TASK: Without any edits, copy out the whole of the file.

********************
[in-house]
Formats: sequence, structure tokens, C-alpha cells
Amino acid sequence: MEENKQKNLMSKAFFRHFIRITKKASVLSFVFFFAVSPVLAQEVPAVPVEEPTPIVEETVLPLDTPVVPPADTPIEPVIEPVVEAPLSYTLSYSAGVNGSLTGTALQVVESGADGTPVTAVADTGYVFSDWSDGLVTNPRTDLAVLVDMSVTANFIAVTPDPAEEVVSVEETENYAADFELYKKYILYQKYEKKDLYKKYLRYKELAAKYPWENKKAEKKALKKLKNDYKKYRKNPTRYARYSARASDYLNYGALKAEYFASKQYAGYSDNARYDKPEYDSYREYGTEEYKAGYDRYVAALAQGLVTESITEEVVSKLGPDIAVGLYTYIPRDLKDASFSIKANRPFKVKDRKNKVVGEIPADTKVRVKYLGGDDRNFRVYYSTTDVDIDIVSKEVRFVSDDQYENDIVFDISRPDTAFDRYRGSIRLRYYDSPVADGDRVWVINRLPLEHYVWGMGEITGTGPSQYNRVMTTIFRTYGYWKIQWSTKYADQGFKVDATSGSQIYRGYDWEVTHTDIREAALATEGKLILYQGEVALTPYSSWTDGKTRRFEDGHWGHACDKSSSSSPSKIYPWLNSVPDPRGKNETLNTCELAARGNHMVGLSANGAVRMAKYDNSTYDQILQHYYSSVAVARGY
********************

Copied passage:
[in-house]
Formats: sequence, structure tokens, C-alpha cells
Amino acid sequence: MEENKQKNLMSKAFFRHFIRITKKASVLSFVFFFAVSPVLAQEVPAVPVEEPTPIVEETVLPLDTPVVPPADTPIEPVIEPVVEAPLSYTLSYSAGVNGSLTGTALQVVESGADGTPVTAVADTGYVFSDWSDGLVTNPRTDLAVLVDMSVTANFIAVTPDPAEEVVSVEETENYAADFELYKKYILYQKYEKKDLYKKYLRYKELAAKYPWENKKAEKKALKKLKNDYKKYRKNPTRYARYSARASDYLNYGALKAEYFASKQYAGYSDNARYDKPEYDSYREYGTEEYKAGYDRYVAALAQGLVTESITEEVVSKLGPDIAVGLYTYIPRDLKDASFSIKANRPFKVKDRKNKVVGEIPADTKVRVKYLGGDDRNFRVYYSTTDVDIDIVSKEVRFVSDDQYENDIVFDISRPDTAFDRYRGSIRLRYYDSPVADGDRVWVINRLPLEHYVWGMGEITGTGPSQYNRVMTTIFRTYGYWKIQWSTKYADQGFKVDATSGSQIYRGYDWEVTHTDIREAALATEGKLILYQGEVALTPYSSWTDGKTRRFEDGHWGHACDKSSSSSPSKIYPWLNSVPDPRGKNETLNTCELAARGNHMVGLSANGAVRMAKYDNSTYDQILQHYYSSVAVARGY